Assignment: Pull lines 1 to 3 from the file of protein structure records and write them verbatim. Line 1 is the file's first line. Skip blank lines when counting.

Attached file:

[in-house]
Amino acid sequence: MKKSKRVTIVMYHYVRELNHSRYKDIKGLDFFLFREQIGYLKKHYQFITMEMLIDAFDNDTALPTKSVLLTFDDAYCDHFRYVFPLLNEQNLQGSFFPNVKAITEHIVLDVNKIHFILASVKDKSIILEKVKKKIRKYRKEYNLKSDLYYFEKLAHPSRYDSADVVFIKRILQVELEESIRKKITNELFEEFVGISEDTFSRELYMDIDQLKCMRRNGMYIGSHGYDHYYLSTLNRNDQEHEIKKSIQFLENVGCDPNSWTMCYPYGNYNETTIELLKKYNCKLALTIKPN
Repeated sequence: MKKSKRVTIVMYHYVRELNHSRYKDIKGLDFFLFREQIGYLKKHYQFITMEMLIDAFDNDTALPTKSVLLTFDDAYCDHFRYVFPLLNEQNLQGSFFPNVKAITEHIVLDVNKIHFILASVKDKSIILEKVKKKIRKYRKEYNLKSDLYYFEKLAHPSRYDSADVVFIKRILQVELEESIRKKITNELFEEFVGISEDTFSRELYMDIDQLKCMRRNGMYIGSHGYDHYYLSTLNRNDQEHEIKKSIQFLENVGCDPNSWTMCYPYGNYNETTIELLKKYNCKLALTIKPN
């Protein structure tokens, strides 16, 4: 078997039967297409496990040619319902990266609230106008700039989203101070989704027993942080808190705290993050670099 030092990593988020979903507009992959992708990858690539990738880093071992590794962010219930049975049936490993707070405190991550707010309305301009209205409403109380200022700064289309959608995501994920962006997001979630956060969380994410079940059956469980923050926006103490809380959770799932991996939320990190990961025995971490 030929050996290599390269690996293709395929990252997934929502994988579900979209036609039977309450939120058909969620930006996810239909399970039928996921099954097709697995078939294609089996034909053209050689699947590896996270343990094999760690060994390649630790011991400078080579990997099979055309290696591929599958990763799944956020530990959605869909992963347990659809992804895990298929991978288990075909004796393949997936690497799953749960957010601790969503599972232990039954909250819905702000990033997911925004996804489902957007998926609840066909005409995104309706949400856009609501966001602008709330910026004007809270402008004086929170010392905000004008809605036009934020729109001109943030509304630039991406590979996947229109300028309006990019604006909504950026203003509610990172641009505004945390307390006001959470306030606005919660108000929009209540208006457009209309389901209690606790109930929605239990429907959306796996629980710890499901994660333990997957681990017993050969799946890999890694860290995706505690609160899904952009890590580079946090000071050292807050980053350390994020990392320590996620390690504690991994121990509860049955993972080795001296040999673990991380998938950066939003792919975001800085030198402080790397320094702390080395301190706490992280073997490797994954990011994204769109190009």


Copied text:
[in-house]
Amino acid sequence: MKKSKRVTIVMYHYVRELNHSRYKDIKGLDFFLFREQIGYLKKHYQFITMEMLIDAFDNDTALPTKSVLLTFDDAYCDHFRYVFPLLNEQNLQGSFFPNVKAITEHIVLDVNKIHFILASVKDKSIILEKVKKKIRKYRKEYNLKSDLYYFEKLAHPSRYDSADVVFIKRILQVELEESIRKKITNELFEEFVGISEDTFSRELYMDIDQLKCMRRNGMYIGSHGYDHYYLSTLNRNDQEHEIKKSIQFLENVGCDPNSWTMCYPYGNYNETTIELLKKYNCKLALTIKPN
Repeated sequence: MKKSKRVTIVMYHYVRELNHSRYKDIKGLDFFLFREQIGYLKKHYQFITMEMLIDAFDNDTALPTKSVLLTFDDAYCDHFRYVFPLLNEQNLQGSFFPNVKAITEHIVLDVNKIHFILASVKDKSIILEKVKKKIRKYRKEYNLKSDLYYFEKLAHPSRYDSADVVFIKRILQVELEESIRKKITNELFEEFVGISEDTFSRELYMDIDQLKCMRRNGMYIGSHGYDHYYLSTLNRNDQEHEIKKSIQFLENVGCDPNSWTMCYPYGNYNETTIELLKKYNCKLALTIKPN